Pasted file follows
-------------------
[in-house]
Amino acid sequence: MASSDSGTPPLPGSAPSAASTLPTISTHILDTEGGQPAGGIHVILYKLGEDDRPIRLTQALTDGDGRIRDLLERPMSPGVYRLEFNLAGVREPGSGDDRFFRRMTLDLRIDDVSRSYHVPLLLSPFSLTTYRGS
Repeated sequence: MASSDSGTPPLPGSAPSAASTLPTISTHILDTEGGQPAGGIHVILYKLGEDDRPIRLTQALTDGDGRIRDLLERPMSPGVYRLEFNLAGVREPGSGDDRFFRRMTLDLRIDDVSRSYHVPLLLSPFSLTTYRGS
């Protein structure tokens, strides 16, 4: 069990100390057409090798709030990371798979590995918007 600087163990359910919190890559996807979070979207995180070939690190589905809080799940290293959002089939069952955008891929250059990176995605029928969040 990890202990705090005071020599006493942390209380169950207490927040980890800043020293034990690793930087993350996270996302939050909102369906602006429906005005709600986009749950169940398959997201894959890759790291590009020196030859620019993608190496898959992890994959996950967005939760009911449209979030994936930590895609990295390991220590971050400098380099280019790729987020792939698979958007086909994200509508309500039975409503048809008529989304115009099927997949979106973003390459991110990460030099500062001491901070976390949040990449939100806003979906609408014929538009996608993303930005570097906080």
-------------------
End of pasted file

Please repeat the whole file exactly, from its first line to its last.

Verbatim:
[in-house]
Amino acid sequence: MASSDSGTPPLPGSAPSAASTLPTISTHILDTEGGQPAGGIHVILYKLGEDDRPIRLTQALTDGDGRIRDLLERPMSPGVYRLEFNLAGVREPGSGDDRFFRRMTLDLRIDDVSRSYHVPLLLSPFSLTTYRGS
Repeated sequence: MASSDSGTPPLPGSAPSAASTLPTISTHILDTEGGQPAGGIHVILYKLGEDDRPIRLTQALTDGDGRIRDLLERPMSPGVYRLEFNLAGVREPGSGDDRFFRRMTLDLRIDDVSRSYHVPLLLSPFSLTTYRGS
């Protein structure tokens, strides 16, 4: 069990100390057409090798709030990371798979590995918007 600087163990359910919190890559996807979070979207995180070939690190589905809080799940290293959002089939069952955008891929250059990176995605029928969040 990890202990705090005071020599006493942390209380169950207490927040980890800043020293034990690793930087993350996270996302939050909102369906602006429906005005709600986009749950169940398959997201894959890759790291590009020196030859620019993608190496898959992890994959996950967005939760009911449209979030994936930590895609990295390991220590971050400098380099280019790729987020792939698979958007086909994200509508309500039975409503048809008529989304115009099927997949979106973003390459991110990460030099500062001491901070976390949040990449939100806003979906609408014929538009996608993303930005570097906080």